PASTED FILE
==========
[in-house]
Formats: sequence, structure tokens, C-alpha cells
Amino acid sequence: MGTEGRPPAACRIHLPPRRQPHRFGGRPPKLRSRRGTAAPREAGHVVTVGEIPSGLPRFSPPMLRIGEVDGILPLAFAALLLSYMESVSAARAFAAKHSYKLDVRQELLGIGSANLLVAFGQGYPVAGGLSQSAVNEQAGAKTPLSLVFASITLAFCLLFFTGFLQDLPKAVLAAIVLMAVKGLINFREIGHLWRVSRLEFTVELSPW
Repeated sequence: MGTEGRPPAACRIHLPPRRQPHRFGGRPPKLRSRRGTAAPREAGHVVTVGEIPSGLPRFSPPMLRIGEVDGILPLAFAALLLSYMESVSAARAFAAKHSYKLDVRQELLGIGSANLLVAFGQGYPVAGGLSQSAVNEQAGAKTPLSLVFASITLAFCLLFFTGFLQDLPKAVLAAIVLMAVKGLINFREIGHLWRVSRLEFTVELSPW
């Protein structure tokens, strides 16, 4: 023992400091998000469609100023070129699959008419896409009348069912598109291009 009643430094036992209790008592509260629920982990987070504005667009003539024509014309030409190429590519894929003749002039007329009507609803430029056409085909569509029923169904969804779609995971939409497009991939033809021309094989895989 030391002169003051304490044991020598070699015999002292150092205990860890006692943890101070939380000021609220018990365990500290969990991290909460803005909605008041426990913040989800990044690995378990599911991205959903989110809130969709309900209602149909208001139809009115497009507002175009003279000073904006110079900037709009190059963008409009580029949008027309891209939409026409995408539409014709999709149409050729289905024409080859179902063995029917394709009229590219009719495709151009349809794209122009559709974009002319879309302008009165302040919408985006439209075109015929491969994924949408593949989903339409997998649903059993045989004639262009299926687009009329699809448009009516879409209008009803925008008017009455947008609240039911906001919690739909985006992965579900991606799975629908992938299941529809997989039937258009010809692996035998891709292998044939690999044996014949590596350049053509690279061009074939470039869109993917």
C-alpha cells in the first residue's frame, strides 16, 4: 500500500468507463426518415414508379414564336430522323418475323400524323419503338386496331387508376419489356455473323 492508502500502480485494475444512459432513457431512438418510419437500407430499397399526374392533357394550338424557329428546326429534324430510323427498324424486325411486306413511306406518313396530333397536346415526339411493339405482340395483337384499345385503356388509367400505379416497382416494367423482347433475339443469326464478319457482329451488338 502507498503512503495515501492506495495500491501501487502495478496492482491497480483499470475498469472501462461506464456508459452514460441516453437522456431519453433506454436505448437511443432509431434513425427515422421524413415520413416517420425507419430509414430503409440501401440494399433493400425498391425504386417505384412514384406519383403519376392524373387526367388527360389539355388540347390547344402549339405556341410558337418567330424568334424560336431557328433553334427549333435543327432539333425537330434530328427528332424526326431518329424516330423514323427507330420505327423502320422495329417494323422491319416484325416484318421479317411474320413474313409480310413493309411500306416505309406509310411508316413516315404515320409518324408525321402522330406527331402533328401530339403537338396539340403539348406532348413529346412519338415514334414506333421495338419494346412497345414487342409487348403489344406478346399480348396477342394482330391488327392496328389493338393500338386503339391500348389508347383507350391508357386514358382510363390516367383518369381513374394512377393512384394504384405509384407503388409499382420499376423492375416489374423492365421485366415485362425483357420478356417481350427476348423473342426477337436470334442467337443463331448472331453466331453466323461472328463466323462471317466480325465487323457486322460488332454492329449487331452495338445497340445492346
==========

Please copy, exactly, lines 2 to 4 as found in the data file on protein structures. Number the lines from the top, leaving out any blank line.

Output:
Formats: sequence, structure tokens, C-alpha cells
Amino acid sequence: MGTEGRPPAACRIHLPPRRQPHRFGGRPPKLRSRRGTAAPREAGHVVTVGEIPSGLPRFSPPMLRIGEVDGILPLAFAALLLSYMESVSAARAFAAKHSYKLDVRQELLGIGSANLLVAFGQGYPVAGGLSQSAVNEQAGAKTPLSLVFASITLAFCLLFFTGFLQDLPKAVLAAIVLMAVKGLINFREIGHLWRVSRLEFTVELSPW
Repeated sequence: MGTEGRPPAACRIHLPPRRQPHRFGGRPPKLRSRRGTAAPREAGHVVTVGEIPSGLPRFSPPMLRIGEVDGILPLAFAALLLSYMESVSAARAFAAKHSYKLDVRQELLGIGSANLLVAFGQGYPVAGGLSQSAVNEQAGAKTPLSLVFASITLAFCLLFFTGFLQDLPKAVLAAIVLMAVKGLINFREIGHLWRVSRLEFTVELSPW